Code of ethics squared

When was the last time you looked at the code of conduct for public relations? The Chartered Institute of Public Relations have a 24 page document that sets out what is expected from members of the organisation. I have to confess it is a while since I read through the points. What brought it back to the front of my mind was the arrival of the code of ethics for policing which I discussed at length today with colleagues.

There are inevitably many similarities in what is covered in both codes and I am sure the same words appear in the many other codes for finance, health, teaching and other professions. But are we rushing from project to project and job to job without ever questioning what we are doing and why?

Now more than ever it is vital for public relations practitioners to demonstrate the elements within the code. For them to show what the profession does and what it achieves and how it does this in an ethical way. So what are the key elements?

1. Highest professional standards of professional endeavour – including reference to integrity, confidentiality, financial propriety and personal conduct. All really important foundations for professional life but do we challenge ourselves over the decisions we make and how it looks to other people? Do we stop before we act in our personal lives?

2. Dealing honestly and fairly in business with those around us – are we trying to undermine the work of fellow professionals or do we act less than honestly with members of the public? These are difficult questions to answer and challenge what we do on a daily basis.

3. Show respect – this has to be in every code. The simple message is always to treat people as you would expected to be treated, or if that doesn’t work treat them as you would a loved one or friend.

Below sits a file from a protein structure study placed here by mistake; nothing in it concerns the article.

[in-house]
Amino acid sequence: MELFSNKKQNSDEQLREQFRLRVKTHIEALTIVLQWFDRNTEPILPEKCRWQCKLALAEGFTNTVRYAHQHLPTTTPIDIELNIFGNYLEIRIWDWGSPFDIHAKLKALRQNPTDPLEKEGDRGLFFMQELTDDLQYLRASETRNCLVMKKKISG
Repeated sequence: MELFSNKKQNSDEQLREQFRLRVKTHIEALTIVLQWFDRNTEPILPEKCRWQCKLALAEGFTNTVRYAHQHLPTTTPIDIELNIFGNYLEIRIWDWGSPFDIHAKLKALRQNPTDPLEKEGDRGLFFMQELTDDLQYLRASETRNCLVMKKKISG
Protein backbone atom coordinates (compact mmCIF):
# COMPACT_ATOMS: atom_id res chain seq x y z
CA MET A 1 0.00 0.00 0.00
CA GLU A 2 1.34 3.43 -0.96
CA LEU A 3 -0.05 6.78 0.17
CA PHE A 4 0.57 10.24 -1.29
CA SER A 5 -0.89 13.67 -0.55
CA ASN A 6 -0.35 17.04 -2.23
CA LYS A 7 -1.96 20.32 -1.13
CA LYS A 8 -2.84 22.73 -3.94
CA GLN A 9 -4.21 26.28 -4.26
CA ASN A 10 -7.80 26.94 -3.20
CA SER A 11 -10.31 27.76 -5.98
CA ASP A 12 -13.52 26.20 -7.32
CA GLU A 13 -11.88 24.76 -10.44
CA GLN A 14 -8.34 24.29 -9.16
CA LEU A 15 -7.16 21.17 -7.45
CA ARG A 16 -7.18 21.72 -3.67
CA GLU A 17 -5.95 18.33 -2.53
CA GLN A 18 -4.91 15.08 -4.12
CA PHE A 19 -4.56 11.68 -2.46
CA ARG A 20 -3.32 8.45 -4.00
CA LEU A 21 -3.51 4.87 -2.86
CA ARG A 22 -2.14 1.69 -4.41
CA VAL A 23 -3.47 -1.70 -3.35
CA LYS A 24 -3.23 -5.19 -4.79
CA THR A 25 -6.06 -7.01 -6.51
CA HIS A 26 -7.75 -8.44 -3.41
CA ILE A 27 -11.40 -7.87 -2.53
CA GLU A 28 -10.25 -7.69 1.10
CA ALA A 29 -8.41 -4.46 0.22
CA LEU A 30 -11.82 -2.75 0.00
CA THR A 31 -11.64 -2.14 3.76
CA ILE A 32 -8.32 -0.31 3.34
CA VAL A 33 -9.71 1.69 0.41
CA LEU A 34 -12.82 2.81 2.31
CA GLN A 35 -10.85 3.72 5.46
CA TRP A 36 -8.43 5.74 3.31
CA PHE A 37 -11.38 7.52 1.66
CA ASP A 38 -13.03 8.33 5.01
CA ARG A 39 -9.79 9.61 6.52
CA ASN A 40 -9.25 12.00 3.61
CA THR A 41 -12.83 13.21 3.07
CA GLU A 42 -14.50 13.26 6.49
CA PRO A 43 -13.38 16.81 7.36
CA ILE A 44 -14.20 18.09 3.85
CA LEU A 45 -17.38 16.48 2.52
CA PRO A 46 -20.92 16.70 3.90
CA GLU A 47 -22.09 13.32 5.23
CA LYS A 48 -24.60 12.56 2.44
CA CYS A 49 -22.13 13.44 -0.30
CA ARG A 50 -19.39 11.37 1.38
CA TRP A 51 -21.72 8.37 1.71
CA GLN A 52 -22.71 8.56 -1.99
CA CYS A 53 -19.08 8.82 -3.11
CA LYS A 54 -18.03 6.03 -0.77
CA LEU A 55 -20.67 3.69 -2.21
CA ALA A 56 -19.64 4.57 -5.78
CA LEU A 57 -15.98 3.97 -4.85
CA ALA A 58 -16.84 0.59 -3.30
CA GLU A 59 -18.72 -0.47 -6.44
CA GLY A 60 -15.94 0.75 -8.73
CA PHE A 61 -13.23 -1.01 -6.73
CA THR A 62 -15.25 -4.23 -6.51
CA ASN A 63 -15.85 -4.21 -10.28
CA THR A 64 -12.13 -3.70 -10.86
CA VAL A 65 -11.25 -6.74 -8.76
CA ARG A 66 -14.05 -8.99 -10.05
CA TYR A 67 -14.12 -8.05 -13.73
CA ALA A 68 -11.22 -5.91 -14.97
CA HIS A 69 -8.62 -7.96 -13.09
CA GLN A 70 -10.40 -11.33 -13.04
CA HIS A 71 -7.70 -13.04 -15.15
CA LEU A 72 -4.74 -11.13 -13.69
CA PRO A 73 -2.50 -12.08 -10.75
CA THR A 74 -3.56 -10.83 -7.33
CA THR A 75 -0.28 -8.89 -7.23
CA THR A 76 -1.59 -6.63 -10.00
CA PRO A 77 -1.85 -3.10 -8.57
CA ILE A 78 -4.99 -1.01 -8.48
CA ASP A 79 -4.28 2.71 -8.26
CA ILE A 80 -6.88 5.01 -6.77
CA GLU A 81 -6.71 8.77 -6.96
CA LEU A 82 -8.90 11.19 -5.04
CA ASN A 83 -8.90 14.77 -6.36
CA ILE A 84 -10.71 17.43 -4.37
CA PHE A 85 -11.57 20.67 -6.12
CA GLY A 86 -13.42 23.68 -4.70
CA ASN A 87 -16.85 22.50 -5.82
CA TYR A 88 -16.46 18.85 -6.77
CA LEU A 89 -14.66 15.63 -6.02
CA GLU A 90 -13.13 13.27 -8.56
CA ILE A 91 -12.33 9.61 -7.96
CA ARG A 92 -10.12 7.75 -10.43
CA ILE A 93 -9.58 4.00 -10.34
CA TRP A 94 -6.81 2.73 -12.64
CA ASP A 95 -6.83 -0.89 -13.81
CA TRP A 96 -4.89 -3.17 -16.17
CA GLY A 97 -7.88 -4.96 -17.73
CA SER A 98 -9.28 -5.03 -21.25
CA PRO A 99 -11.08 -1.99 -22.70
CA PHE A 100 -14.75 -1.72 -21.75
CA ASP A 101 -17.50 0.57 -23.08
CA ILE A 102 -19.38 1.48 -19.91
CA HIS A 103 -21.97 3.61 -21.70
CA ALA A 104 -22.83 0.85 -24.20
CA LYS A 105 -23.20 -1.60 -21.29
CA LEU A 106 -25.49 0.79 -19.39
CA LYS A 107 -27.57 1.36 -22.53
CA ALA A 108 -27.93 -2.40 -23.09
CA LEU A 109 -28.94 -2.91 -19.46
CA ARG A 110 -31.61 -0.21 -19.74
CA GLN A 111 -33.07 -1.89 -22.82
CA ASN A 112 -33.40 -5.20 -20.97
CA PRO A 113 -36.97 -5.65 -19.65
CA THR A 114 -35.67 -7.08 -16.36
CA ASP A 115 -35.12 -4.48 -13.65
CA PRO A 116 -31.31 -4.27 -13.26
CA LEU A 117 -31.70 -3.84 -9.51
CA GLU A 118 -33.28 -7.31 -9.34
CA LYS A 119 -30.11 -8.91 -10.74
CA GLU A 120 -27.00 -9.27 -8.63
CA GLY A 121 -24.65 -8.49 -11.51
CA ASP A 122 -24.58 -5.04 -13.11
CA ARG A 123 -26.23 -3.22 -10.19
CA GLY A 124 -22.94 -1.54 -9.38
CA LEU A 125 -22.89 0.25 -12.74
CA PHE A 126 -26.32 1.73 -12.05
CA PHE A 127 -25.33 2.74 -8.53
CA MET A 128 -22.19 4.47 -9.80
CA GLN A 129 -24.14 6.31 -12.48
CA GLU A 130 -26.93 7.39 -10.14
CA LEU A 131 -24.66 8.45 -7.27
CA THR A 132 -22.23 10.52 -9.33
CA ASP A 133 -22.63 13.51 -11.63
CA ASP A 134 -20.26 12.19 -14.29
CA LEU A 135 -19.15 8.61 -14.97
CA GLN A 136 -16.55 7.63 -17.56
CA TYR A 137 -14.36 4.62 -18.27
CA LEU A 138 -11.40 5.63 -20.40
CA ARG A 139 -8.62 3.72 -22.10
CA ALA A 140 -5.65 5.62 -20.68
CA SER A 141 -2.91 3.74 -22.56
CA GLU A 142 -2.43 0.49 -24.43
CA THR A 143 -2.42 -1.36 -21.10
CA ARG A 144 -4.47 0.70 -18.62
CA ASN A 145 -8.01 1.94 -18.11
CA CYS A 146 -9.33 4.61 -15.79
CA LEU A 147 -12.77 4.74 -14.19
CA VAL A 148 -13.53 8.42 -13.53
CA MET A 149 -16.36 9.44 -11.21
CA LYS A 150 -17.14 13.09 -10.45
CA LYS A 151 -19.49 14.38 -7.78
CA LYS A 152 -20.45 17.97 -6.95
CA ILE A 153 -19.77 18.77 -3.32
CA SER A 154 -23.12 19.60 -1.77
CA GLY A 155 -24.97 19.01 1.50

4. Don’t bring the industry into disrepute – which has to link with the professional standards and what decisions we make. The test in modern work is not just what would the media say but what would this look like if it played out on social media?

5. Respect the code and ensure accountability – there is no point having a code of conduct, ethics or standards if you don’t feel it matters to what you do on a daily basis. You have to be accountable for your actions and decision-making, and it is important to challenge others who you believe are acting outside the code.

6. Encourage training to raise professional standards – I like this as it is a very positive statement about how the code should drive the future development of the profession.

Other key words to remember are: integrity, honesty, capability, competence, transparency, and confidentiality.

We would all say we are doing these things on a daily basis in the decisions we make and the actions we take. But perhaps it is important to really think about what these elements mean and whether they really are part of our decision-making. And particularly do we challenge other professionals over their behaviour?

I now face the challenge of two codes one of conduct within my PR profession and a second of ethics for my link with policing. I sense a lot of questioning of my actions, behaviour and decision-making in coming months.

To read the full detail of the code check out the CIPR website or this link http://www.cipr.co.uk/sites/default/files/Code%20of%20Conduct%20-%20agreed%20changes%20November%202013.pdf

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